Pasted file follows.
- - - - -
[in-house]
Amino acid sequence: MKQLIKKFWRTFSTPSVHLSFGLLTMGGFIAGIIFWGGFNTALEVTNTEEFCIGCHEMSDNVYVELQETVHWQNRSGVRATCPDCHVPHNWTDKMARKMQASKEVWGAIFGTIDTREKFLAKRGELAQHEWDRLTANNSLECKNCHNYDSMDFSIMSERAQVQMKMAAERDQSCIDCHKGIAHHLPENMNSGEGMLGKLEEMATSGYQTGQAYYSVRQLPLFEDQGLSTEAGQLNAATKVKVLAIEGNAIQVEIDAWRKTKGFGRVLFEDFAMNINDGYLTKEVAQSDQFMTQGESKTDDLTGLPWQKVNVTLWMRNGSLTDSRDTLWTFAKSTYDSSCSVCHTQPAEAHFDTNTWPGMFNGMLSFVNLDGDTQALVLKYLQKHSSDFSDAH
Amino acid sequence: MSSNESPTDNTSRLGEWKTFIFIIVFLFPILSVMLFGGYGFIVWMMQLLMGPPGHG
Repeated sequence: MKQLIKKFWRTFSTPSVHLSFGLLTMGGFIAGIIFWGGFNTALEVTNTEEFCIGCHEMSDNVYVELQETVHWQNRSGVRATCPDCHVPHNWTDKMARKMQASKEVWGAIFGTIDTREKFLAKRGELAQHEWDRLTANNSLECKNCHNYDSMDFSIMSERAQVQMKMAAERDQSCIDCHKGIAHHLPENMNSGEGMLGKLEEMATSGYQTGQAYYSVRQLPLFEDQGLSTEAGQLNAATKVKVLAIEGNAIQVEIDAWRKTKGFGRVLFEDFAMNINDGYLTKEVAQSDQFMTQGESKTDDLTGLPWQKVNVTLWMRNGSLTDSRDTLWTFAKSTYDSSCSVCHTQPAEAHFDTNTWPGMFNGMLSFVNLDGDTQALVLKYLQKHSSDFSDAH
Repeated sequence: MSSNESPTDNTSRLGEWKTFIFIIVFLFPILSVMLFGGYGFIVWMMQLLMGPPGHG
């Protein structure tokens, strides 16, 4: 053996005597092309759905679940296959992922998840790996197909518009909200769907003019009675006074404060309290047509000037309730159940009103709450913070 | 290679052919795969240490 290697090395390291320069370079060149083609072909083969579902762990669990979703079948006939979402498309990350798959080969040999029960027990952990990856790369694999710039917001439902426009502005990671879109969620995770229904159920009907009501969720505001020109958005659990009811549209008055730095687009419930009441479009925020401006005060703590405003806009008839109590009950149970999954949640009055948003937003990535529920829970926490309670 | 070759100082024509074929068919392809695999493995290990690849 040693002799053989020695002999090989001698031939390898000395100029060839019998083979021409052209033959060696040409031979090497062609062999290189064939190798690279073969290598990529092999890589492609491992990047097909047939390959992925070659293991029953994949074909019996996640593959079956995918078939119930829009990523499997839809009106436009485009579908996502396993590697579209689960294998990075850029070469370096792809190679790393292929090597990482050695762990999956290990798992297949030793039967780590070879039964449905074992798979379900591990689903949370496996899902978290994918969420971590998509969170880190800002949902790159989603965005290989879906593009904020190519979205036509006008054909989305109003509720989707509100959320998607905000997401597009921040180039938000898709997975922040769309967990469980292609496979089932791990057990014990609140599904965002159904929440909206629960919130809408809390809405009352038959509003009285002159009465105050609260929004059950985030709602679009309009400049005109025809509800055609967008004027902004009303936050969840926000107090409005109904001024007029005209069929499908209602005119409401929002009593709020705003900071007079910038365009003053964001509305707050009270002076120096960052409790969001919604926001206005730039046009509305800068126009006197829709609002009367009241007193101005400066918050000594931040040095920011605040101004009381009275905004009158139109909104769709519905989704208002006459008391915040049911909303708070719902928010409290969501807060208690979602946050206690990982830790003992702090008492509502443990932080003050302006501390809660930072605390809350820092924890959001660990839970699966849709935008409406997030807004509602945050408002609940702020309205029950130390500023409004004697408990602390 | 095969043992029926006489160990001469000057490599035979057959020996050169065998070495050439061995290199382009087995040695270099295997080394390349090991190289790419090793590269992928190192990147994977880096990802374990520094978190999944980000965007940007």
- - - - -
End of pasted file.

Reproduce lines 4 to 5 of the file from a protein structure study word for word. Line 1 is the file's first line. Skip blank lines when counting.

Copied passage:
Repeated sequence: MKQLIKKFWRTFSTPSVHLSFGLLTMGGFIAGIIFWGGFNTALEVTNTEEFCIGCHEMSDNVYVELQETVHWQNRSGVRATCPDCHVPHNWTDKMARKMQASKEVWGAIFGTIDTREKFLAKRGELAQHEWDRLTANNSLECKNCHNYDSMDFSIMSERAQVQMKMAAERDQSCIDCHKGIAHHLPENMNSGEGMLGKLEEMATSGYQTGQAYYSVRQLPLFEDQGLSTEAGQLNAATKVKVLAIEGNAIQVEIDAWRKTKGFGRVLFEDFAMNINDGYLTKEVAQSDQFMTQGESKTDDLTGLPWQKVNVTLWMRNGSLTDSRDTLWTFAKSTYDSSCSVCHTQPAEAHFDTNTWPGMFNGMLSFVNLDGDTQALVLKYLQKHSSDFSDAH
Repeated sequence: MSSNESPTDNTSRLGEWKTFIFIIVFLFPILSVMLFGGYGFIVWMMQLLMGPPGHG